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In keeping with the spirit of Thanksgiving, most of us aim to find some meaningful way to give thanks for all of God’s gifts on the third Thursday of November. But in the rush of cleaning the bathroom for company, stuffing the turkey’s hindquarters, and searching the internet for a solution to keep pie crusts from burning, it can be hard to find the time to properly and mindfully count our blessings. If we’re honest, even the tradition of going around the table and saying what we’re thankful for tends to feel like an afterthought (or a patience-testing impediment) when staring down at the feast spread before us.

In light of these challenges, there’s one tradition I’m so glad we’ve observed in our home for ten years now: keeping a family gratitude journal.

This little notebook makes its appearance on the buffet table in our entryway every Thanksgiving weekend. Each of us—my husband, my three kids, and I—has the span of Thursday through Sunday to take time to write a few paragraphs about what we’re thankful for that year. 

After a decade of use, this book has become a precious keepsake. Every time I hear the question, “If your house was burning down and you could run back to save one thing, what would it be?” I picture it: its faded autumnal colors and the crooked cursive words I wrote on its cover while balancing my first baby on my knee: “Giving Thanks.” Opening the book each year reveals a precious chronicle of my marriage and my children’s upbringing. From the time our kids could write, they have taken part. I look back now and read that when my now ten-year-old son was four, he was thankful for church, “maccc A roni” and cheese, and Luke Skywalker. Likewise, my daughter in her preschool years gave thanks for her “bruthers” and “that I am uliev” (alive). As grade schoolers, they now pen their appreciation for their friends, their school, and their hobbies. I look forward with pleasure to reading the contents of their entries as they grow and mature even more.

Not only is our gratitude journal an endearing annual trip down memory lane, it’s also a testament to God’s faithfulness in the life of our family. Thumbing through the pages we’ve written since 2007, I’m reminded of jobs landed, relationships deepened, illnesses healed—answered prayers, each one. Our family has been through a lot, and we’re still standing. I’m deeply grateful for a year-after-year reminder of that fact.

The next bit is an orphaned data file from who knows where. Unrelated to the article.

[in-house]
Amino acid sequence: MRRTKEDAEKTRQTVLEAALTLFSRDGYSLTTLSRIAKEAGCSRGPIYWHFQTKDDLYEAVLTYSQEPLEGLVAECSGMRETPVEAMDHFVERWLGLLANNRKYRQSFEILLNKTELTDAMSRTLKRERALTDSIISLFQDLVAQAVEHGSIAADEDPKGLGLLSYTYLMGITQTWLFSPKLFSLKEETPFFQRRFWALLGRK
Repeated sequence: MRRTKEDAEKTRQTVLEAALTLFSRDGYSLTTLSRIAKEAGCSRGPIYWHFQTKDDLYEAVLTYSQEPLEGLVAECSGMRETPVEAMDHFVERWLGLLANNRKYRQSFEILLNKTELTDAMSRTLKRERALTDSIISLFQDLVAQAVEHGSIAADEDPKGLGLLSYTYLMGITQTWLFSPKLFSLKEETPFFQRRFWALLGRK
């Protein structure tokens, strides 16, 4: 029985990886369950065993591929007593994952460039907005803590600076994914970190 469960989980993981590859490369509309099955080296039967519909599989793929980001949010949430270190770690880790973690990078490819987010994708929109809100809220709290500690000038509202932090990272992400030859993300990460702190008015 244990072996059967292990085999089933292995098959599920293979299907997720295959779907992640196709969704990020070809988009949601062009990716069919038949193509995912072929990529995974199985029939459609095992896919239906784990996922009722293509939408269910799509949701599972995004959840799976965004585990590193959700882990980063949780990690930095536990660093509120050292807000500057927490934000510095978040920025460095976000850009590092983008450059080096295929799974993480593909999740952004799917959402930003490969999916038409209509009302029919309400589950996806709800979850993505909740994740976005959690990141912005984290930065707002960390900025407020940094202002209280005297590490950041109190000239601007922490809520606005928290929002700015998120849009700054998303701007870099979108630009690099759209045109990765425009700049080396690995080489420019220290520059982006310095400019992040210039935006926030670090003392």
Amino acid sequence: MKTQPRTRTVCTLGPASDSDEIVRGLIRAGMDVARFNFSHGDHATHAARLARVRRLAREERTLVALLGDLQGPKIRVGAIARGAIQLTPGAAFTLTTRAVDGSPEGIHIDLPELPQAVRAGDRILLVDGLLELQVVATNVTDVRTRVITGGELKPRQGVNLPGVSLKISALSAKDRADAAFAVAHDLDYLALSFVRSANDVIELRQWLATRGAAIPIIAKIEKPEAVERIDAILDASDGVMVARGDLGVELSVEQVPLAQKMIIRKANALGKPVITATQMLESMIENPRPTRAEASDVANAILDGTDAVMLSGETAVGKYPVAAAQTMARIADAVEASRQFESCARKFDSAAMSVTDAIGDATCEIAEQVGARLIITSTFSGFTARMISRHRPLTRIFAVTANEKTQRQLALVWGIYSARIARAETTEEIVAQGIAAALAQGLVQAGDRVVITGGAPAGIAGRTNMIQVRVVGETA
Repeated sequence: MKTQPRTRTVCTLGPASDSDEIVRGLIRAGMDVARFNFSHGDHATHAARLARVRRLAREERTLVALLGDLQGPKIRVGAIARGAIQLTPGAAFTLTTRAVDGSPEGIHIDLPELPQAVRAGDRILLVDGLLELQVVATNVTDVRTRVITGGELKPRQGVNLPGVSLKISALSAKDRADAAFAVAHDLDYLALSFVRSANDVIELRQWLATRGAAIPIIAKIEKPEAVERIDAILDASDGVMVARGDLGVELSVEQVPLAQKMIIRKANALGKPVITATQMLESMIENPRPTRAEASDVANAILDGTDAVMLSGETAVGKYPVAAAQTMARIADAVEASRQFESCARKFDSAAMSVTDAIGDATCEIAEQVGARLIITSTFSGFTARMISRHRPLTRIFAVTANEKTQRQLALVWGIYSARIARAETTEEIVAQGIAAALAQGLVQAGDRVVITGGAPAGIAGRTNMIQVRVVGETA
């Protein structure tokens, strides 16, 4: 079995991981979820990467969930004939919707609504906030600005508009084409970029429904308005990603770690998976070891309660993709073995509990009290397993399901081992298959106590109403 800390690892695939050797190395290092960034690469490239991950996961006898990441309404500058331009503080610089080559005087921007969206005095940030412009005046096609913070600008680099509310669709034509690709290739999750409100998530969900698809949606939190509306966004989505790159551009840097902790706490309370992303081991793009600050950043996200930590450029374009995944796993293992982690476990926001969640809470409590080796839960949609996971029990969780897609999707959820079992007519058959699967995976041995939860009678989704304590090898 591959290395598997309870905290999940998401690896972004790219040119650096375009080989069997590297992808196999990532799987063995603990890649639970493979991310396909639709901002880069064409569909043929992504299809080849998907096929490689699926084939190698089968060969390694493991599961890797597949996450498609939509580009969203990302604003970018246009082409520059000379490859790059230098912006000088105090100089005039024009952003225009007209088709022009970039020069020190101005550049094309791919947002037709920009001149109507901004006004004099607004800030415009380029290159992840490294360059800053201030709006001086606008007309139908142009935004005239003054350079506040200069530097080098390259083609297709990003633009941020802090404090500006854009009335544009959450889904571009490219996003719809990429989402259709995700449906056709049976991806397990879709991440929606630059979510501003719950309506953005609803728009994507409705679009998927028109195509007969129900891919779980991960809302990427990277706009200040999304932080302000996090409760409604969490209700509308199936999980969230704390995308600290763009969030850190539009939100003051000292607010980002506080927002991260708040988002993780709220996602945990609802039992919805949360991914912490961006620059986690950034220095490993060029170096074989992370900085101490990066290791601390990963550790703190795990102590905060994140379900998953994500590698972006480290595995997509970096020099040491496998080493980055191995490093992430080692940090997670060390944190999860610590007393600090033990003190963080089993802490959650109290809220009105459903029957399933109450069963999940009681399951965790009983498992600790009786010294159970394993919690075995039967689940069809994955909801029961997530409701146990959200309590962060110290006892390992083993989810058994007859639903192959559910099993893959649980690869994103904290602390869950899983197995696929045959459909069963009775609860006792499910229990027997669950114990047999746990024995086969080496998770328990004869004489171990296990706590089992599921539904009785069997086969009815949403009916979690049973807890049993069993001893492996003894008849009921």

You might think that such a dearly held treasure came about from a firm, determined intention, but in fact, the opposite is true. Our gratitude journal started rather accidentally.

As a new mom ten years ago, I happened to attend a Mothers of Pres-Schoolers (MOPS) meeting at my church one November day. The meeting focused on finding creative ways to celebrate Thanksgiving and express gratitude as a family. At the close of the morning, each mom was given craft paper and a composition notebook—yes, complete with the old-school black and white squiggle design—and instructed to create a festive, Thanksgiving-themed journal. I complied. Bringing the book home that day, I had no idea what it would mean to the life of my family for years to come. 

Since our family has experienced first-hand the beautiful blessings that a shared gratitude journal can bring, perhaps you can, too. A gratitude journal doesn’t have to be fancy—my junior high-style comp book is proof enough of that—it simply has to be a book you can reuse as years go by. Journal entries also don’t have to be written Thanksgiving Day, when you’re up to your eyeballs in stuffing and just discovered your visiting cousin is gluten-free. Any time around the holiday weekend is fair game. Choose a time when you have a few moments for quiet reflection. Even if your family is well into its lifespan, it’s never too late to start this practice.

Family traditions, whatever they are, add up to more than the sum of their parts. They strengthen our bonds with each other through fun, happy memories. They have a magical way of instilling family identity. They tell our story: “Our family does this, and it makes us special.” 

So, let the rest of the country go ahead with the Macy’s Thanksgiving Day parade, the football games, or the family-recipe green bean casserole every Thanksgiving. We may do all of these things, too, from year to year—or we may not. The one tradition I know our family will continue to observe is found in an unassuming little book resting on our buffet table.

So God Made a Mother book by Leslie Means

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